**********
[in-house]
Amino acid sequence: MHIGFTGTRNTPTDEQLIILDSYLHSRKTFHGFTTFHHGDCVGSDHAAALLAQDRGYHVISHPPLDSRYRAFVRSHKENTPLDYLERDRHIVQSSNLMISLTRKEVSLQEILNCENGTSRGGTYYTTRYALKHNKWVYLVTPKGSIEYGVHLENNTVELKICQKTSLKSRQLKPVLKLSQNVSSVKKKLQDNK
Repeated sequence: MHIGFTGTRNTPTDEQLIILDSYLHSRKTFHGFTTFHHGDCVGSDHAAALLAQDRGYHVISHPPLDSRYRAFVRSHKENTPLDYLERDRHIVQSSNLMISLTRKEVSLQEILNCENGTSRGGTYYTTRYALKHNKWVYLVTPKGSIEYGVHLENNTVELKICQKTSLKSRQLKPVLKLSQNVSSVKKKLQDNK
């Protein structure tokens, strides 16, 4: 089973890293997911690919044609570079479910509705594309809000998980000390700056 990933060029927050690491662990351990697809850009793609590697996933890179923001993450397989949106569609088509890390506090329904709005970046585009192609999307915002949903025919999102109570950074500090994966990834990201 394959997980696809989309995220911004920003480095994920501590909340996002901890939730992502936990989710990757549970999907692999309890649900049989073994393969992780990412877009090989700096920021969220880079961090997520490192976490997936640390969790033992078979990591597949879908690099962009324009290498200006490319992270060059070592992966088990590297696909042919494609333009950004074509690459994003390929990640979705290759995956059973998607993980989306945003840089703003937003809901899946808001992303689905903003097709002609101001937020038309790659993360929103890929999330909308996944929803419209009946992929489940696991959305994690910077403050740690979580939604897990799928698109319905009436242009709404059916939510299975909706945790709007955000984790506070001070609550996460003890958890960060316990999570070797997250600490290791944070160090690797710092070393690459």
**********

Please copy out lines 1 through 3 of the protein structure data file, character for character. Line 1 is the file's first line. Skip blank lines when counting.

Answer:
[in-house]
Amino acid sequence: MHIGFTGTRNTPTDEQLIILDSYLHSRKTFHGFTTFHHGDCVGSDHAAALLAQDRGYHVISHPPLDSRYRAFVRSHKENTPLDYLERDRHIVQSSNLMISLTRKEVSLQEILNCENGTSRGGTYYTTRYALKHNKWVYLVTPKGSIEYGVHLENNTVELKICQKTSLKSRQLKPVLKLSQNVSSVKKKLQDNK
Repeated sequence: MHIGFTGTRNTPTDEQLIILDSYLHSRKTFHGFTTFHHGDCVGSDHAAALLAQDRGYHVISHPPLDSRYRAFVRSHKENTPLDYLERDRHIVQSSNLMISLTRKEVSLQEILNCENGTSRGGTYYTTRYALKHNKWVYLVTPKGSIEYGVHLENNTVELKICQKTSLKSRQLKPVLKLSQNVSSVKKKLQDNK